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Beachfront Real Estate: Oysters Help Restore California Coastline

OLYMPIA OYSTERS

A pile of Oympia Oysters are shown Thursday, July 13, 2006 on the shores of Puget Sound near Bremerton, Wash. JIM BRYANT / ASSOCIATED PRESS

Along a 540-square-foot patch of the Southern California shoreline, a tiny restoration project is trying to accomplish a big goal: show that oysters can play a key role in revitalizing sea life along the coast.

The native Olympia oysters, which once were plentiful and even harvested along this section of Long Beach’s Alamitos Bay, are being nurtured back to play their natural role as ocean engineers that protect against storms and sea-level rise while also cleaning polluted water and providing key habitat to other marine life.

Oyster larvae that previously could only find scattered rocks to cling to now have a relatively wide bed made of oyster shells on which to grow.

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“We created what we think is the best real estate in the area” for oysters, said Danielle Zacherl, the project leader and a marine biology professor at California State University, Fullerton.

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The experiment will wrap up in June, when the last data-collecting tools are removed and the nearly three-year-old oysters are left to sink or swim, so to speak.

A key factor is whether free-floating oyster larvae will find that bed -- and not random rocks.

If she could give the larvae advice, Zacherl said, it would be this: “It’s the most important real estate decision in your life, so choose where you settle carefully.”

The scientists monitoring the oyster nursery are not deterred by the fact that their manmade reef is surrounded by some of the most urbanized shoreline in the world, not to mention the Los Angeles and Long Beach ports –- the world's largest shipping complex.

"We saw dramatic increases in oyster density and organisms that use the oyster shell itself," said Christine Whitcraft, a marine biology associate professor at California State University, Long Beach.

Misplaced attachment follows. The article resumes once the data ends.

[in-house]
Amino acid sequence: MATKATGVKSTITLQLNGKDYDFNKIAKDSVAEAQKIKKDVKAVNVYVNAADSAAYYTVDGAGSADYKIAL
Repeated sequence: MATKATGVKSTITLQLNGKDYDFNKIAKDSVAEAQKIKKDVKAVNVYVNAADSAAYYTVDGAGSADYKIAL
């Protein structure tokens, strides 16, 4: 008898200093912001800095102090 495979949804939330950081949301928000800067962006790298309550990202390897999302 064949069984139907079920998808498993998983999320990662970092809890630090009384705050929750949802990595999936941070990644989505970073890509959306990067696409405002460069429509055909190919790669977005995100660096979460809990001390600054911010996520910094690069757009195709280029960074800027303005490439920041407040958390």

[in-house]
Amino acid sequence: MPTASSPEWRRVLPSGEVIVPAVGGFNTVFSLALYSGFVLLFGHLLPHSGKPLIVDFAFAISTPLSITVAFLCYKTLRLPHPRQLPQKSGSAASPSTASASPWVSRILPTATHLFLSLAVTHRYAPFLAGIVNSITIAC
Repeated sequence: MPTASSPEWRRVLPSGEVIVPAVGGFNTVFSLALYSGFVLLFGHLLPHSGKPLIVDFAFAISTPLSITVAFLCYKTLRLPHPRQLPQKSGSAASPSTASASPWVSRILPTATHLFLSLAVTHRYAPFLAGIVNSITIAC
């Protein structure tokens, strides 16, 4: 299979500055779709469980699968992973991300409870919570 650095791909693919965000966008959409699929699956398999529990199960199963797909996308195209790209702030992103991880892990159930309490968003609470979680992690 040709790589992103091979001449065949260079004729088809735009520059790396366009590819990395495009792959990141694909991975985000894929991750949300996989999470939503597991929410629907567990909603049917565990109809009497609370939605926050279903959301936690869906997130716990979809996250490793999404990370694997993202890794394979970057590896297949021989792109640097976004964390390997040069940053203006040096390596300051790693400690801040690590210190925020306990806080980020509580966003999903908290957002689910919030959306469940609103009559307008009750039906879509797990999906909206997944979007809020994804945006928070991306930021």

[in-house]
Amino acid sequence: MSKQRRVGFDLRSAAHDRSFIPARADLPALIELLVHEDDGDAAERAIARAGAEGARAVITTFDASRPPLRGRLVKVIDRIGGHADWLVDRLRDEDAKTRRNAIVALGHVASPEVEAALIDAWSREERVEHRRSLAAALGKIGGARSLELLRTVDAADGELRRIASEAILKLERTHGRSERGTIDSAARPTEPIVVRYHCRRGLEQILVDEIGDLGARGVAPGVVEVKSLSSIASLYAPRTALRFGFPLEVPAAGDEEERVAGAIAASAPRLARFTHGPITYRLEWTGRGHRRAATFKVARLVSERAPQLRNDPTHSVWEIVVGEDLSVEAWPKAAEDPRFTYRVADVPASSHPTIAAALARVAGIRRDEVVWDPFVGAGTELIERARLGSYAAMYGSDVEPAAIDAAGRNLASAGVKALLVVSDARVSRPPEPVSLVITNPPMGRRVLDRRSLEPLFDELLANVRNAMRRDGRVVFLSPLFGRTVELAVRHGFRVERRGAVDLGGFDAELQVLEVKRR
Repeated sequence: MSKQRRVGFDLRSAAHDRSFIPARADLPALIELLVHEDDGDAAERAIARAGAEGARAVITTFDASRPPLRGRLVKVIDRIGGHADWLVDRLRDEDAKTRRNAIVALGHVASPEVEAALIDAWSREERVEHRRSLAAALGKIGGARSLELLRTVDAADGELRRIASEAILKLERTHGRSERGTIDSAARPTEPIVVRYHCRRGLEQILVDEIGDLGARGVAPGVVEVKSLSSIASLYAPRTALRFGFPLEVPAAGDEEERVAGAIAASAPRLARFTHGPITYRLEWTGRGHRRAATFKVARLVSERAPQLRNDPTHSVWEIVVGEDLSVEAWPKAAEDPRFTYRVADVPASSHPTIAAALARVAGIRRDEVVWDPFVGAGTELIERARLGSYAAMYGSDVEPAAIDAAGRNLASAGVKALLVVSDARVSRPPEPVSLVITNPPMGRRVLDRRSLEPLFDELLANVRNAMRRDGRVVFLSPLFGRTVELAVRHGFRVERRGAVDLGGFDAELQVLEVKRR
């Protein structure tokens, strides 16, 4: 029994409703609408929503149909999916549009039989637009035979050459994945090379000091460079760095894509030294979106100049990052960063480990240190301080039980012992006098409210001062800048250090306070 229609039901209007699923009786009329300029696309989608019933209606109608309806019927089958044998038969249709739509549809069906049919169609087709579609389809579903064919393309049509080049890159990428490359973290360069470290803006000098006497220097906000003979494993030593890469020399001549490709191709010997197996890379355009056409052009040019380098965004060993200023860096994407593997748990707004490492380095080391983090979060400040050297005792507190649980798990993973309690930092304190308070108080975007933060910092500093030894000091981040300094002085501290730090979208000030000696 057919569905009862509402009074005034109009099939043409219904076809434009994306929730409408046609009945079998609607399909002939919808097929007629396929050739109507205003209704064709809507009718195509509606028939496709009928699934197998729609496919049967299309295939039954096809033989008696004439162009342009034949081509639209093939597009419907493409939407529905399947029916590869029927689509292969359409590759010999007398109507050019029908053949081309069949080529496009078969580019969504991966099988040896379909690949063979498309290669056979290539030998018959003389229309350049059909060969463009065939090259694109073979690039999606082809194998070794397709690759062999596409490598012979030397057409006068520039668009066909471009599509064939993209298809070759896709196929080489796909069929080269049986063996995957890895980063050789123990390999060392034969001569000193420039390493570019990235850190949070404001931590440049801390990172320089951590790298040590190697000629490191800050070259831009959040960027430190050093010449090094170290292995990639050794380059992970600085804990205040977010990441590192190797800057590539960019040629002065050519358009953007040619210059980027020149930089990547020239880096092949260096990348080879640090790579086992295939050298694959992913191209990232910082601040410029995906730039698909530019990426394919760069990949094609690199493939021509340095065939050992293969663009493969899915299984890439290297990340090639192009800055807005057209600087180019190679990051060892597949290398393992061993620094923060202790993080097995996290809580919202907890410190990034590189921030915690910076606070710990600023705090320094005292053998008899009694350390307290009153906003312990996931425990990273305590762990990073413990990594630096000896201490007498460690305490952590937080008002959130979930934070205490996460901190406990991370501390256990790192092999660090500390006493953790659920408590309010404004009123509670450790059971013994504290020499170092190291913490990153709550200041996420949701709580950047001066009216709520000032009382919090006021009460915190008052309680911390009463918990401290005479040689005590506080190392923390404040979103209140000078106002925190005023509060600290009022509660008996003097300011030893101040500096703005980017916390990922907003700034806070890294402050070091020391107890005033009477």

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Those other organisms include marine worms, sea snails and barnacles that found prime habitat in the shells.

The Long Beach oysters are still too young to work their engineering magic. But the project is among dozens started in the last six years thanks to an unusual mix of science and economic recession.

The East Coast, particularly Chesapeake Bay, has a long history of trying to bring back oysters, but efforts really spread after a 2009 study by The Nature Conservancy showed an 85 percent decline in oyster reefs globally.

At the same time, the Great Recession led to federal government attempts to jump start the economy with stimulus money. Some of those funds even reached the sciences –- for marine restoration that meant $150 million, a piece of which went to oysters, said Boze Hancock, a scientist with The Nature Conservancy who helped run a federal program that found community partners for oyster restoration.

New projects started popping up from the West Coast to the Gulf of Mexico and even New York Harbor, home of the Billion Oyster Project.

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But why bring back oysters? For a spineless, limbless life form, oysters are amazing. A single large oyster can filter upwards of 50 gallons of water a day, removing nitrogen from fertilizer and other runoff that kills fish by reducing oxygen in the water. An acre of oysters can filter 24 million gallons of water a day.

They also provide nutrients "that make beautiful habitat, especially for newborn fish … so you are pumping more fish into the oceans from this habitat," said Hancock. "It's not that the oysters are important," he added, "it's what the oysters do as environmental engineers that's the key."

The engineering works like this: Oysters take in sediment like nitrogen runoff, digest what they want to eat and then spit the rest out in a mucus string that stays on the seafloor. That does two things: it cleans the water so light can get further down, allowing seagrass to grow. And it allows nutrients to settle in between the bed of shells.

The Long Beach partners include community groups, California's Coastal Conservancy and the National Oceanic and Atmospheric Administration, which administered the stimulus grants.

But expanding across Southern California requires more money and that, said Whitcraft, has been "piecemeal.”

The dozens of projects along U.S. coastlines should be seen as blueprints for those communities to go out and fully restore their areas within a bigger ecosystem context, said Hancock.

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That bigger picture includes what NOAA and others call "living shorelines" -– using oyster reefs, eel grass and marshes to build up ocean sediment that deflects wave action from storms and sea-level rise.

This "green infrastructure" can be used in place of, and often at lower cost, than "gray infrastructure" like concrete sea walls, said Hancock. The goal is to "reduce wave energy as it hits the shore," he said, and a strong marine ecosystem does that by "increasing the friction on the bottom and creating living barriers that reduce energy."

San Francisco Bay is the focus of a living shoreline project that's restored four acres so far, and San Diego is interested in learning from the Long Beach researchers to do the same there, said Natalie Manning, NOAA's manager for marine restoration in California.

Figuring out how and where to restore takes time and money. But, said Manning, "we're on the verge of knowing exactly the places we want to go and dedicate the funds to."

And oysters are there to do their part. "They are pretty tough," Hancock said. "They'll handle a lot of environmental insults.”